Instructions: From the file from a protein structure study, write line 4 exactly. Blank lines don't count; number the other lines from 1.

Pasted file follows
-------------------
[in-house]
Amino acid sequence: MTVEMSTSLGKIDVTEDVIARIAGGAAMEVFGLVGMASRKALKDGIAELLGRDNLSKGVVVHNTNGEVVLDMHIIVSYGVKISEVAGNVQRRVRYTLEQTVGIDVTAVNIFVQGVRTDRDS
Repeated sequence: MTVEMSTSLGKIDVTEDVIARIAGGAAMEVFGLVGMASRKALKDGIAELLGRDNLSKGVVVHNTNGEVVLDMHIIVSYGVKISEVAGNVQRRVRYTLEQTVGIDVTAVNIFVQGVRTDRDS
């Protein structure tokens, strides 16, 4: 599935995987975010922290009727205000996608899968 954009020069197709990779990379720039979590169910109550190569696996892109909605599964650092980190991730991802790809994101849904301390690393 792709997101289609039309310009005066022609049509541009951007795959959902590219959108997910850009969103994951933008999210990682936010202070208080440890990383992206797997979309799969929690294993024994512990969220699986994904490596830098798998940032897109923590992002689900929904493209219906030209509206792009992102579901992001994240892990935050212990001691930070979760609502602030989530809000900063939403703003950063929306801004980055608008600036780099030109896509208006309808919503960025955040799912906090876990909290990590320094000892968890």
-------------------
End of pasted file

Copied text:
């Protein structure tokens, strides 16, 4: 599935995987975010922290009727205000996608899968 954009020069197709990779990379720039979590169910109550190569696996892109909605599964650092980190991730991802790809994101849904301390690393 792709997101289609039309310009005066022609049509541009951007795959959902590219959108997910850009969103994951933008999210990682936010202070208080440890990383992206797997979309799969929690294993024994512990969220699986994904490596830098798998940032897109923590992002689900929904493209219906030209509206792009992102579901992001994240892990935050212990001691930070979760609502602030989530809000900063939403703003950063929306801004980055608008600036780099030109896509208006309808919503960025955040799912906090876990909290990590320094000892968890």